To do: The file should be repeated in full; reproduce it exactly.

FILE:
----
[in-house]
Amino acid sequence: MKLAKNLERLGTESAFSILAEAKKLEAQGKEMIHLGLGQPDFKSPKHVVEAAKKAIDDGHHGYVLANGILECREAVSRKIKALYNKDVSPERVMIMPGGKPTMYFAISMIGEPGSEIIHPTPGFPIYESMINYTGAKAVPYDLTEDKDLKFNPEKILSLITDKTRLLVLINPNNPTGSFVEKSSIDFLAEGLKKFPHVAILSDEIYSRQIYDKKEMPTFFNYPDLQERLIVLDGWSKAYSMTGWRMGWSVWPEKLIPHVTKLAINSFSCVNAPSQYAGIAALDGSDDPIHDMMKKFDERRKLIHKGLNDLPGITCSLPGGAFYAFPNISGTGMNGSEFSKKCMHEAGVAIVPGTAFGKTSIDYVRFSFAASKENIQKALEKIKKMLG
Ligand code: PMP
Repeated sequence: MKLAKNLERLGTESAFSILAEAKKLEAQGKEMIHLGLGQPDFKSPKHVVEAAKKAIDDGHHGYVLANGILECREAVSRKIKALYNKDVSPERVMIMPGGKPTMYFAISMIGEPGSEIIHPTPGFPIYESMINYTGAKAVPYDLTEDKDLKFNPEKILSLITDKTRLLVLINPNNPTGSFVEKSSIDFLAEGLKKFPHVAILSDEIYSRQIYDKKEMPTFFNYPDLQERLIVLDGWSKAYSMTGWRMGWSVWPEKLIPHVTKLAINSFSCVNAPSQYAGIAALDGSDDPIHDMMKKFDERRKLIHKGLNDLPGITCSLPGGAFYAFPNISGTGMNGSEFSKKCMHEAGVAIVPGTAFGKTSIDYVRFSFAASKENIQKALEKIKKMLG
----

[in-house]
Amino acid sequence: MKLAKNLERLGTESAFSILAEAKKLEAQGKEMIHLGLGQPDFKSPKHVVEAAKKAIDDGHHGYVLANGILECREAVSRKIKALYNKDVSPERVMIMPGGKPTMYFAISMIGEPGSEIIHPTPGFPIYESMINYTGAKAVPYDLTEDKDLKFNPEKILSLITDKTRLLVLINPNNPTGSFVEKSSIDFLAEGLKKFPHVAILSDEIYSRQIYDKKEMPTFFNYPDLQERLIVLDGWSKAYSMTGWRMGWSVWPEKLIPHVTKLAINSFSCVNAPSQYAGIAALDGSDDPIHDMMKKFDERRKLIHKGLNDLPGITCSLPGGAFYAFPNISGTGMNGSEFSKKCMHEAGVAIVPGTAFGKTSIDYVRFSFAASKENIQKALEKIKKMLG
Ligand code: PMP
Repeated sequence: MKLAKNLERLGTESAFSILAEAKKLEAQGKEMIHLGLGQPDFKSPKHVVEAAKKAIDDGHHGYVLANGILECREAVSRKIKALYNKDVSPERVMIMPGGKPTMYFAISMIGEPGSEIIHPTPGFPIYESMINYTGAKAVPYDLTEDKDLKFNPEKILSLITDKTRLLVLINPNNPTGSFVEKSSIDFLAEGLKKFPHVAILSDEIYSRQIYDKKEMPTFFNYPDLQERLIVLDGWSKAYSMTGWRMGWSVWPEKLIPHVTKLAINSFSCVNAPSQYAGIAALDGSDDPIHDMMKKFDERRKLIHKGLNDLPGITCSLPGGAFYAFPNISGTGMNGSEFSKKCMHEAGVAIVPGTAFGKTSIDYVRFSFAASKENIQKALEKIKKMLG